Four years ago fashion marketplace, Poshmark, launched an iOS app which allows consumers to buy and sell second-hand clothing, shoes and accessories. The company has grown its online community to millions of followers, was on track to make $200m in sales as of April of this year and raised $47m in outside financing to date. The question is, can Poshmark’s executive team make decisions that will allow them to outperform competitors like eBay, Tradesy and ThreadUp? In the following post we will explore the beauty that is the Poshmark marketplace and highlight future pitfalls that the company should be aware of.
Unlike other marketplaces, Poshmark does not play middleman in managing transactions on its platform. Buyers and sellers communicate directly with one another. To facilitate activity on the platform Poshmark offers services like shipping labels, complimentary authentication for higher priced luxury items and secure payment transfers. Each person in the ecosystem is potentially on both sides of the marketplace as a buyer and a seller. Additionally, as a buyer the platform becomes more valuable as more sellers join because it increases the suite of goods and the chance that I will find a price closer to my budget. As a seller, the platform becomes incrementally more valuable with each buyer that joins because it increases the chances that I will be able to unload my product. The switching cost for Poshmark while not monetarily material, becomes meaningful when content and community is considered. Users are able to post products, maintain a wish list, and accumulate followers on the platform. Poshmark has also developed and algorithm that records data with regard to shopping and selling patterns to ensure that consumers only see relevant products displayed in their feed.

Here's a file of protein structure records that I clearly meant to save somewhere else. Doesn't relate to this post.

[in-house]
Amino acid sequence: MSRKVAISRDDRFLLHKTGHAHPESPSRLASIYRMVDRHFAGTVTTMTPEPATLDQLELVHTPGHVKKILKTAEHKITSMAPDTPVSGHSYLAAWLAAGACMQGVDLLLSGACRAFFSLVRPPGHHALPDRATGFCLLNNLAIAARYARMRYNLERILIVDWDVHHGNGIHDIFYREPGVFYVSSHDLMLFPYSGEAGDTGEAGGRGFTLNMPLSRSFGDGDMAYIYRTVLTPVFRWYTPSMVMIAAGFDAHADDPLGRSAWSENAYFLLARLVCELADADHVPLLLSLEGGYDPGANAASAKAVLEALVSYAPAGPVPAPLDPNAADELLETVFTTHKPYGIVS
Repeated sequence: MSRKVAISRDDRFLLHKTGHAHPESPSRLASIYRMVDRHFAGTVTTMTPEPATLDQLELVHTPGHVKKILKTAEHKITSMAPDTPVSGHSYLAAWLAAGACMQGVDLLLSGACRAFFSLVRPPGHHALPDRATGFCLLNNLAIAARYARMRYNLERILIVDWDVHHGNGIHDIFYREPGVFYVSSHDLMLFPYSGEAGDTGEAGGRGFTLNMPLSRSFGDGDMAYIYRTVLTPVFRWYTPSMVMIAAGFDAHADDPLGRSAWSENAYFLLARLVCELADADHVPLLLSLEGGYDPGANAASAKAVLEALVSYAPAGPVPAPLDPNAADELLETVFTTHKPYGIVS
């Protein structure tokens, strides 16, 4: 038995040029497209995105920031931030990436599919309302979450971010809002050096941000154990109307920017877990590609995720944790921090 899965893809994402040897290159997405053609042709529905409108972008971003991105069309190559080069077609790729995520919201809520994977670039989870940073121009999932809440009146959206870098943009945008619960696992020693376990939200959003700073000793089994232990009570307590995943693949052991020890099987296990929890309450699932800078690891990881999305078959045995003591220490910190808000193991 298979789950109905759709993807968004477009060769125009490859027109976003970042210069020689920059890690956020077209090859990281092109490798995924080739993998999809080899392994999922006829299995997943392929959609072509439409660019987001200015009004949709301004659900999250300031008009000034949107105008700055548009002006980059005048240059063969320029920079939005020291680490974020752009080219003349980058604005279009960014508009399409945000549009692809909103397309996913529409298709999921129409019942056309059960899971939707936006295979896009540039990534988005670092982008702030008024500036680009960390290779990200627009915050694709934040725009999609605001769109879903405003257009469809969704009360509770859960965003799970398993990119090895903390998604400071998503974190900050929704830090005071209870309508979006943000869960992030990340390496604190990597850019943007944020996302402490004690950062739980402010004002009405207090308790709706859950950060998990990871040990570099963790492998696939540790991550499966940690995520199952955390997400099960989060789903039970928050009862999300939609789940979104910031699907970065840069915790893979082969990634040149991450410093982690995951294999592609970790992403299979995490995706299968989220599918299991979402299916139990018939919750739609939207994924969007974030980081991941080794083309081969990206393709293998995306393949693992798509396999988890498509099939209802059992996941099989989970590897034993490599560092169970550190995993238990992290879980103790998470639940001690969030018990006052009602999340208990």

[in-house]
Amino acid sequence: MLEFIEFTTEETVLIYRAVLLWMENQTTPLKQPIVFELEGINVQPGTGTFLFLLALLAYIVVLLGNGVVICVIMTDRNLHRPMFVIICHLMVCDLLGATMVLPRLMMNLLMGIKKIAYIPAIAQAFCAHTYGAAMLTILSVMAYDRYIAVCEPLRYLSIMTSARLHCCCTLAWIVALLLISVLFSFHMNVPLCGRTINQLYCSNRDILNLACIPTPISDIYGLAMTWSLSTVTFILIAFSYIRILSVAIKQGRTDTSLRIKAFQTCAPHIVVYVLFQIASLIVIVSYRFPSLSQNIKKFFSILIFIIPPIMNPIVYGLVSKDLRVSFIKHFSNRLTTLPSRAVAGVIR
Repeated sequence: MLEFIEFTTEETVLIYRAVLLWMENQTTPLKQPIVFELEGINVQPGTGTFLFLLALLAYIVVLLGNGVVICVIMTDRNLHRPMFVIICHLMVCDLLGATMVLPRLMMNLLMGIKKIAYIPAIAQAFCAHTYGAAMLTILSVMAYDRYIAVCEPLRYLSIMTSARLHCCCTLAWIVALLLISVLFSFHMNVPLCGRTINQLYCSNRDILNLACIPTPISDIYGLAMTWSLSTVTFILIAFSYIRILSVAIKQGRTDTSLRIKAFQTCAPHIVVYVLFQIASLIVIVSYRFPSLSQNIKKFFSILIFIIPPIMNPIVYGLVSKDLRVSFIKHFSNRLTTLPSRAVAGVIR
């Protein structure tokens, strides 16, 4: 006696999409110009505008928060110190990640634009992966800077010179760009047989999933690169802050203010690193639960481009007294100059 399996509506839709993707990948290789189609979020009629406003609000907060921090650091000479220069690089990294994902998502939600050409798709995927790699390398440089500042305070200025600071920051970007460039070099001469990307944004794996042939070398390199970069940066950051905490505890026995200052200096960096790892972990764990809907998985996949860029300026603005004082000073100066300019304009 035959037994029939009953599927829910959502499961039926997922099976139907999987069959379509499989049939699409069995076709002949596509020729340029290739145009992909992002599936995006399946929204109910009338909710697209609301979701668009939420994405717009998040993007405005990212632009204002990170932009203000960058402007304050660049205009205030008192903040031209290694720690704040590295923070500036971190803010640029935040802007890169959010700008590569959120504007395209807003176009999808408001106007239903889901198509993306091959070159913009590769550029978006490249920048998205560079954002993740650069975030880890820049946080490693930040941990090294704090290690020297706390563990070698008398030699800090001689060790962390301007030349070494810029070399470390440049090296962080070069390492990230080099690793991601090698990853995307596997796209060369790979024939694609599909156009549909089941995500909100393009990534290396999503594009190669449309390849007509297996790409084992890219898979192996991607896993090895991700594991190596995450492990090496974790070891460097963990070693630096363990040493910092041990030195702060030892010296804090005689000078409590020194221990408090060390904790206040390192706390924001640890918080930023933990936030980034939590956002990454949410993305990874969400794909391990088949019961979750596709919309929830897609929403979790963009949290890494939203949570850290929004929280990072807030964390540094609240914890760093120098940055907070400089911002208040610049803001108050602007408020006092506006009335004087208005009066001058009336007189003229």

Poshmark has now expanded to the web but prior to this change remained disciplined about its iOS mobile app presence. This decision contributed to increased user engagement. Buyers and sellers use their phones to check in on sales seven to nine times per day and spend over 20 minutes on Poshmark’s service. This is further reinforced by the fact that customers are also using the app as a social network of sorts. Sellers on the site can build profiles highlighting their personal style to drive sales. Followers are able to comment, ask questions and suggest products they themselves might be selling as well.
Poshmark’s focus on mobile also forced the company to prioritize a simple, user friendly experience without a lot of bells and whistles. The limitations imposed by developing an app for a smaller screen made the company focus on the essentials for creating a seamless user experience.
Product vs. Platform
Poshmark’s decision to position itself as a platform rather than a product focused company has allowed it to scale quickly. Over $2mm in inventory is uploaded to the site daily. The company takes a 20% cut without having to worry about inventory management, logistics, etc. Instead the executive team can focus on building new technology and initiatives to help users navigate the platform. One such initiative is the development of physical and virtual posh parties to keep sellers connected. They’ve even gone as far as hosting a two-day conference aimed at strengthen ties within the Poshmark community.
Poshmark has brought a fresh, new perspective to what has otherwise been a less than luxurious shopping experience. Furthermore, in making crucial decisions like becoming a platform and focusing on mobile first the executive team has ensured the company’s ability to scale in the future. Poshmark will need to continue its focus on a simple and intimate user experience if it hopes to compete with the likes of giants like eBay. Investment in a curated and targeted offering will also be key moving forward. The downside of acquiring millions of new users is that the platform can quickly become cluttered with merchandise that won’t be relevant for everyone. The ability to maintain a targeted shopping experience will be increasingly important as Poshmark continues to grow its network of users.